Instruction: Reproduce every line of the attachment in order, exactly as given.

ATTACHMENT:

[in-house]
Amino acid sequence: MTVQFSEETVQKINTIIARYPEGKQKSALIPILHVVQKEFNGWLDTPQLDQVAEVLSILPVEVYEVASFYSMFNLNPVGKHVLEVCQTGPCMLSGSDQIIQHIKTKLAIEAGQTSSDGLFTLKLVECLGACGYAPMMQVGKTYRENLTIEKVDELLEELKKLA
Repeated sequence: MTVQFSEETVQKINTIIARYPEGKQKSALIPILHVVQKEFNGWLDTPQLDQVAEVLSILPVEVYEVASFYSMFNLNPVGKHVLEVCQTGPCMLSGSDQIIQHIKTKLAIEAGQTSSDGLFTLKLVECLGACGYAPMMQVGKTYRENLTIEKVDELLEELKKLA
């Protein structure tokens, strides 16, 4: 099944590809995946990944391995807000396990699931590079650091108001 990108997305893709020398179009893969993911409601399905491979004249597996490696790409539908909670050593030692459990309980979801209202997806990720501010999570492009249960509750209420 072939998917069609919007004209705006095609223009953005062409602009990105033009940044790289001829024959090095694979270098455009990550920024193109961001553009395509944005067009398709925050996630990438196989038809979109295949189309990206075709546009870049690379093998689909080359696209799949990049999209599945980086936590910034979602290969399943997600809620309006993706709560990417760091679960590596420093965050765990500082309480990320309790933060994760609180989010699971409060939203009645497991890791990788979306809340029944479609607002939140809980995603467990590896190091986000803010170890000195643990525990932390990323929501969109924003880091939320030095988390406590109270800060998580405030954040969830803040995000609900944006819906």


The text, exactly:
[in-house]
Amino acid sequence: MTVQFSEETVQKINTIIARYPEGKQKSALIPILHVVQKEFNGWLDTPQLDQVAEVLSILPVEVYEVASFYSMFNLNPVGKHVLEVCQTGPCMLSGSDQIIQHIKTKLAIEAGQTSSDGLFTLKLVECLGACGYAPMMQVGKTYRENLTIEKVDELLEELKKLA
Repeated sequence: MTVQFSEETVQKINTIIARYPEGKQKSALIPILHVVQKEFNGWLDTPQLDQVAEVLSILPVEVYEVASFYSMFNLNPVGKHVLEVCQTGPCMLSGSDQIIQHIKTKLAIEAGQTSSDGLFTLKLVECLGACGYAPMMQVGKTYRENLTIEKVDELLEELKKLA
């Protein structure tokens, strides 16, 4: 099944590809995946990944391995807000396990699931590079650091108001 990108997305893709020398179009893969993911409601399905491979004249597996490696790409539908909670050593030692459990309980979801209202997806990720501010999570492009249960509750209420 072939998917069609919007004209705006095609223009953005062409602009990105033009940044790289001829024959090095694979270098455009990550920024193109961001553009395509944005067009398709925050996630990438196989038809979109295949189309990206075709546009870049690379093998689909080359696209799949990049999209599945980086936590910034979602290969399943997600809620309006993706709560990417760091679960590596420093965050765990500082309480990320309790933060994760609180989010699971409060939203009645497991890791990788979306809340029944479609607002939140809980995603467990590896190091986000803010170890000195643990525990932390990323929501969109924003880091939320030095988390406590109270800060998580405030954040969830803040995000609900944006819906």